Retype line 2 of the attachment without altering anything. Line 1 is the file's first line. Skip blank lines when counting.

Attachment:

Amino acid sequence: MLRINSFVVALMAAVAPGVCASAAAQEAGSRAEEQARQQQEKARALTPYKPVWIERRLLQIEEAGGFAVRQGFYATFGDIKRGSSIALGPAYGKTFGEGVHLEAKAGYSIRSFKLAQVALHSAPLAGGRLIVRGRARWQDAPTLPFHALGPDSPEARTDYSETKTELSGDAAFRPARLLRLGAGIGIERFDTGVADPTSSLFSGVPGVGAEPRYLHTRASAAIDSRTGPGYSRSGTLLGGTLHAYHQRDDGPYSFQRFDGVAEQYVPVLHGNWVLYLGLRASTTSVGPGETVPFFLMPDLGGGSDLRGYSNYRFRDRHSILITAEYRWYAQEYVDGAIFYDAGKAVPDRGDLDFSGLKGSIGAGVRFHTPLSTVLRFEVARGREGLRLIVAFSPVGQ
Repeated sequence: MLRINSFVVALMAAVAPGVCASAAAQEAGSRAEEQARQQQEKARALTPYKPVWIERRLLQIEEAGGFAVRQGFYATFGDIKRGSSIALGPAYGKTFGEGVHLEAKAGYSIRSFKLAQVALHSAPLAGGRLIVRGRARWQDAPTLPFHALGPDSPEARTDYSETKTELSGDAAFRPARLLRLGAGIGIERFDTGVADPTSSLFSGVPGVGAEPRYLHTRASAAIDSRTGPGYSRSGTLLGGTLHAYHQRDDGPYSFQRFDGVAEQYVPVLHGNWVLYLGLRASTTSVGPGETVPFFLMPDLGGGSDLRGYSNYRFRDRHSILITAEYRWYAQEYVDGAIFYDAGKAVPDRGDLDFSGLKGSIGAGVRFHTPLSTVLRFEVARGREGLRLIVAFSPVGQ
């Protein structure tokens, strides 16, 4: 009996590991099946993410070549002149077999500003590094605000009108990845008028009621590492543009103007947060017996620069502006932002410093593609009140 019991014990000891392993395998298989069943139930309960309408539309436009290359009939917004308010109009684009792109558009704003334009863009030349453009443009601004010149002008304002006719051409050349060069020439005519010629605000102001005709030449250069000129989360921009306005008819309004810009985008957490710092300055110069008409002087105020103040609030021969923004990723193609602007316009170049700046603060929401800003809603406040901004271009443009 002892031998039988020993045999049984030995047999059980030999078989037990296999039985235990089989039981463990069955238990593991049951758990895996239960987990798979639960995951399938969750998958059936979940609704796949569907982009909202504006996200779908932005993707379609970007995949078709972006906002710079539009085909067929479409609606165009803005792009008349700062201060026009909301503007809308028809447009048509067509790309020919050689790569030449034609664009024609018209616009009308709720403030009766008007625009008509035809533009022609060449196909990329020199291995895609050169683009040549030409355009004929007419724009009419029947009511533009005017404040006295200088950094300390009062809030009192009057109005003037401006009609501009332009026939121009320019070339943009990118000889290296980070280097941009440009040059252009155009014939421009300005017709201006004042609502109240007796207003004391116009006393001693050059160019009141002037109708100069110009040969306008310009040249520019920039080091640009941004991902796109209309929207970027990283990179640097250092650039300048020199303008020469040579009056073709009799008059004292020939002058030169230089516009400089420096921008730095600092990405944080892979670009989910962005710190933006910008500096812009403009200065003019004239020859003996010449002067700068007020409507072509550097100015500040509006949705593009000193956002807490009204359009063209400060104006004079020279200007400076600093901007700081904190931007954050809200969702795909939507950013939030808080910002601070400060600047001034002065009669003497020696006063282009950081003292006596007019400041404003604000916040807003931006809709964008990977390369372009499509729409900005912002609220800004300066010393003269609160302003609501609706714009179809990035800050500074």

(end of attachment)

Repeated sequence: MLRINSFVVALMAAVAPGVCASAAAQEAGSRAEEQARQQQEKARALTPYKPVWIERRLLQIEEAGGFAVRQGFYATFGDIKRGSSIALGPAYGKTFGEGVHLEAKAGYSIRSFKLAQVALHSAPLAGGRLIVRGRARWQDAPTLPFHALGPDSPEARTDYSETKTELSGDAAFRPARLLRLGAGIGIERFDTGVADPTSSLFSGVPGVGAEPRYLHTRASAAIDSRTGPGYSRSGTLLGGTLHAYHQRDDGPYSFQRFDGVAEQYVPVLHGNWVLYLGLRASTTSVGPGETVPFFLMPDLGGGSDLRGYSNYRFRDRHSILITAEYRWYAQEYVDGAIFYDAGKAVPDRGDLDFSGLKGSIGAGVRFHTPLSTVLRFEVARGREGLRLIVAFSPVGQ